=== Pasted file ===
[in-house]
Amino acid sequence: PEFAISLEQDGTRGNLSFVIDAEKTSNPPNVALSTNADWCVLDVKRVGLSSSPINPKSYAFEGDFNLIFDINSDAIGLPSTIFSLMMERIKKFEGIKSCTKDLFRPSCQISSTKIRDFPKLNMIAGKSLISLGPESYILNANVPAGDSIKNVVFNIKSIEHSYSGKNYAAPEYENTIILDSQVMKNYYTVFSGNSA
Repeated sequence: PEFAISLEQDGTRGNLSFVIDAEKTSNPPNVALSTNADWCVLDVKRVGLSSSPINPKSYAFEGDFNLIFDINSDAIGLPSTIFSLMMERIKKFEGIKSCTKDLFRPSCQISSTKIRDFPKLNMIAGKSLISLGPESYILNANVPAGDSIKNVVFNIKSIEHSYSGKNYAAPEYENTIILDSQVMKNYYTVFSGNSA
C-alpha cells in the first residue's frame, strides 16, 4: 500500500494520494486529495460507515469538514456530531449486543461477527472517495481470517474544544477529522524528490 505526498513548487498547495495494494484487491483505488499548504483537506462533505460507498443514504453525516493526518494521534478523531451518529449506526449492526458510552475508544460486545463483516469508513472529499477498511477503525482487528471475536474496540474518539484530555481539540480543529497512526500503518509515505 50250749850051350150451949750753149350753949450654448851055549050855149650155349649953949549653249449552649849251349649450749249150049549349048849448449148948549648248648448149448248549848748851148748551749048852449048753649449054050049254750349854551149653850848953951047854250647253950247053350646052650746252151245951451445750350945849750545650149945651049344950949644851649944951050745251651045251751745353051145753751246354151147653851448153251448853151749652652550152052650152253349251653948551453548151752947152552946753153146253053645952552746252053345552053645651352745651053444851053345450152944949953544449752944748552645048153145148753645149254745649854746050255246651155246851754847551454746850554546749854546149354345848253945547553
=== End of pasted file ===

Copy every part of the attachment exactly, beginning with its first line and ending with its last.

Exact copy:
[in-house]
Amino acid sequence: PEFAISLEQDGTRGNLSFVIDAEKTSNPPNVALSTNADWCVLDVKRVGLSSSPINPKSYAFEGDFNLIFDINSDAIGLPSTIFSLMMERIKKFEGIKSCTKDLFRPSCQISSTKIRDFPKLNMIAGKSLISLGPESYILNANVPAGDSIKNVVFNIKSIEHSYSGKNYAAPEYENTIILDSQVMKNYYTVFSGNSA
Repeated sequence: PEFAISLEQDGTRGNLSFVIDAEKTSNPPNVALSTNADWCVLDVKRVGLSSSPINPKSYAFEGDFNLIFDINSDAIGLPSTIFSLMMERIKKFEGIKSCTKDLFRPSCQISSTKIRDFPKLNMIAGKSLISLGPESYILNANVPAGDSIKNVVFNIKSIEHSYSGKNYAAPEYENTIILDSQVMKNYYTVFSGNSA
C-alpha cells in the first residue's frame, strides 16, 4: 500500500494520494486529495460507515469538514456530531449486543461477527472517495481470517474544544477529522524528490 505526498513548487498547495495494494484487491483505488499548504483537506462533505460507498443514504453525516493526518494521534478523531451518529449506526449492526458510552475508544460486545463483516469508513472529499477498511477503525482487528471475536474496540474518539484530555481539540480543529497512526500503518509515505 50250749850051350150451949750753149350753949450654448851055549050855149650155349649953949549653249449552649849251349649450749249150049549349048849448449148948549648248648448149448248549848748851148748551749048852449048753649449054050049254750349854551149653850848953951047854250647253950247053350646052650746252151245951451445750350945849750545650149945651049344950949644851649944951050745251651045251751745353051145753751246354151147653851448153251448853151749652652550152052650152253349251653948551453548151752947152552946753153146253053645952552746252053345552053645651352745651053444851053345450152944949953544449752944748552645048153145148753645149254745649854746050255246651155246851754847551454746850554546749854546149354345848253945547553